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Judge denies feed-tube plea

Pinellas Park (Florida), March 22 (Reuters): A federal judge refused to order the resumption of feeding for brain-damaged Florida woman Terri Schiavo today in a blow to the parents, who have support from the US Congress and President George W. Bush in trying to keep her alive.

US district judge James Whittemore issued a 13-page ruling rejecting a request by Schiavo's parents for the tube, which was removed on Friday under a state court order, to be re-inserted pending a fresh review of the case.

The judge took up the case in a two-hour hearing yesterday in Tampa, Florida, after Congress rushed through a special law on Schiavo over the weekend. The highly unusual congressional intervention allowed the parents, Bob and Mary Schindler, to go to federal court in their effort to keep Schiavo alive.

Whittemore acknowledged the gravity of the consequences in denying the request for an emergency order to restore the feeding tube, but said he was bound to follow the law.

'The court is constrained to apply the law to the issues before it, as plaintiffs have not established a substantial likelihood of the success of the merits of their case,' he said in his ruling.

The parents, who have battled for years against state court verdicts that Schiavo would not have wanted to live in her condition, were likely to appeal quickly to the 11th US circuit court of appeals in Atlanta, Georgia.

'We were so encouraged when Congress and the President signed into law this bill and thought that my sister's feeding tube was going to be re-inserted and to get this news this morning, I'm just, I'm at a loss,' Schiavo's brother, Bobby Schindler, told NBC's Today show.

'I'm sure it will be appealed. But it just seems to my family that these judges are adamant on seeing that my sister dies,' he said on ABC's Good Morning America.

Schiavo's feeding tube was removed on Friday on the order of the Florida court that first ruled five years ago that the tube could be taken out. Experts said she could be expected to live for one to two weeks without it.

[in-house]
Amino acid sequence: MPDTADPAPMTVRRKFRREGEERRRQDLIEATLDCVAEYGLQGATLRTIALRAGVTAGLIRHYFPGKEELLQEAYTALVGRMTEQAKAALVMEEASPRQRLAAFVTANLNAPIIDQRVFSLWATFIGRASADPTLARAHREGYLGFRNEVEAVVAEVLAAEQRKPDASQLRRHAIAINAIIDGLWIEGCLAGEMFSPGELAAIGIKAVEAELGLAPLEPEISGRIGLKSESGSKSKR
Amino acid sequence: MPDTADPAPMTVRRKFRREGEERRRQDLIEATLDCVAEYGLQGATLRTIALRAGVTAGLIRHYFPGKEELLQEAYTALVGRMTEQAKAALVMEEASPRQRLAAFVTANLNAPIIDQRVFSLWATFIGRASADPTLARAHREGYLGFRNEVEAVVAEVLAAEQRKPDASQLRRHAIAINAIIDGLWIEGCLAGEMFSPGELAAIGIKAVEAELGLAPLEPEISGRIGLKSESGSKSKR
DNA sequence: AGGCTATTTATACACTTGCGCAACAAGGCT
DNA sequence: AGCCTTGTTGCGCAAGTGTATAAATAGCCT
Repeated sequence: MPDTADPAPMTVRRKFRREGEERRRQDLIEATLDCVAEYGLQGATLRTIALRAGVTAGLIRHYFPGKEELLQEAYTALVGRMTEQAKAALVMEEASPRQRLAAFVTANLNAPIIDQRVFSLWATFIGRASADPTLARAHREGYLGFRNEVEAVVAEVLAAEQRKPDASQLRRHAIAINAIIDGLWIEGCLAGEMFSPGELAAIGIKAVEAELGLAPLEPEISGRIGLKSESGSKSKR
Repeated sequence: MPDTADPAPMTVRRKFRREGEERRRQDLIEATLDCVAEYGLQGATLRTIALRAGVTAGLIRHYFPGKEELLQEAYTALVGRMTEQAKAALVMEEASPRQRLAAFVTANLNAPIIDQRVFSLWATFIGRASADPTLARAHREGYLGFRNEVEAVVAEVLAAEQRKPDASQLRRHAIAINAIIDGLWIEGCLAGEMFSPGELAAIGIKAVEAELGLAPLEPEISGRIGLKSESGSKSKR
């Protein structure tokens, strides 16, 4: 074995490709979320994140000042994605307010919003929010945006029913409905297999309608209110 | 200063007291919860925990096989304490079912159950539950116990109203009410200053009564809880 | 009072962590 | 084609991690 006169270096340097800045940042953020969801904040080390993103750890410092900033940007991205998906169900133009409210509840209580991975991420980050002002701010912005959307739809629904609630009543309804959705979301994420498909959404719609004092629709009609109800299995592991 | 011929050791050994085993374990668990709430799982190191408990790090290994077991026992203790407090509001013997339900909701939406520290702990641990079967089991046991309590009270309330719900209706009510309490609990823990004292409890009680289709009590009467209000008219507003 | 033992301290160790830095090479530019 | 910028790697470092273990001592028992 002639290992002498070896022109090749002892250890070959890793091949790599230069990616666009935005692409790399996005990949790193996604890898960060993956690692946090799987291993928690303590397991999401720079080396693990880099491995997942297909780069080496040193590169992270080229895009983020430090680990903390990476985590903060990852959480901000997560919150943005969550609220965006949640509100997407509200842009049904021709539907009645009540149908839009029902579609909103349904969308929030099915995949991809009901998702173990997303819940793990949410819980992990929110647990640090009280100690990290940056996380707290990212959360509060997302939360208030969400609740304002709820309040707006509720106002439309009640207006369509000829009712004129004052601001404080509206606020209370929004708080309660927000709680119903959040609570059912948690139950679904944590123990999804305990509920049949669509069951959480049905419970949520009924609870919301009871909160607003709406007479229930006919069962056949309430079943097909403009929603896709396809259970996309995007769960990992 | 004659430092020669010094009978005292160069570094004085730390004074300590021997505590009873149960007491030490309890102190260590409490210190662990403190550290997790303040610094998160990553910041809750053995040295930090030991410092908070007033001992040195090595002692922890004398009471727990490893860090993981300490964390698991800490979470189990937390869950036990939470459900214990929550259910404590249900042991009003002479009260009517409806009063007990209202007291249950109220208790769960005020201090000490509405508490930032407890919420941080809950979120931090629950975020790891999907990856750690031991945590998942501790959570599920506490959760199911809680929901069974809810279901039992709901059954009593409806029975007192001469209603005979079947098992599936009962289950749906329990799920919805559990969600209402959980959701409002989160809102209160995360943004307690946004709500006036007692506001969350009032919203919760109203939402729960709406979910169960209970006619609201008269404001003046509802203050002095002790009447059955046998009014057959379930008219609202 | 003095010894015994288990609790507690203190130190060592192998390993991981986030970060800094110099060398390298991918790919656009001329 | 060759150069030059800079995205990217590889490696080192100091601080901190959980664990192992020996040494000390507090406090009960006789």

Schiavo suffered a heart attack in 1990 that left her in what courts have declared a 'persistent vegetative state.' State courts have consistently sided with Schiavo's husband and legal guardian, Michael Schiavo, in finding that she would not wish to live in this state.

Whittemore had made clear at yesterday's hearing that he could issue the emergency order only if he believed the Schindlers would be likely to succeed when the full case was heard in the federal court.

Schiavo's parents have argued their daughter responds to them and could improve with treatment, and in recent weeks their campaign to keep her alive was joined by anti-abortion activists and Christian conservatives who lobbied intensely in Washington to win lawmakers' support.

Congress interrupted its Easter holiday to pass the Schiavo bill and Bush cut short a brief Texas vacation to sign it. The law allowed the parents to take the case to federal court.

In their request for a new review of the case, the Schindlers, who are Roman Catholics, argued several violations of their daughter's rights, including the right to due process and to practice a religion.

But Michael Schiavo's lawyer, George Felos, told the court that the two sides were back in court because of 'popular political clamour' and he said it would be 'a horrific intrusion on Schiavo's liberty' to re-insert her feeding tube.

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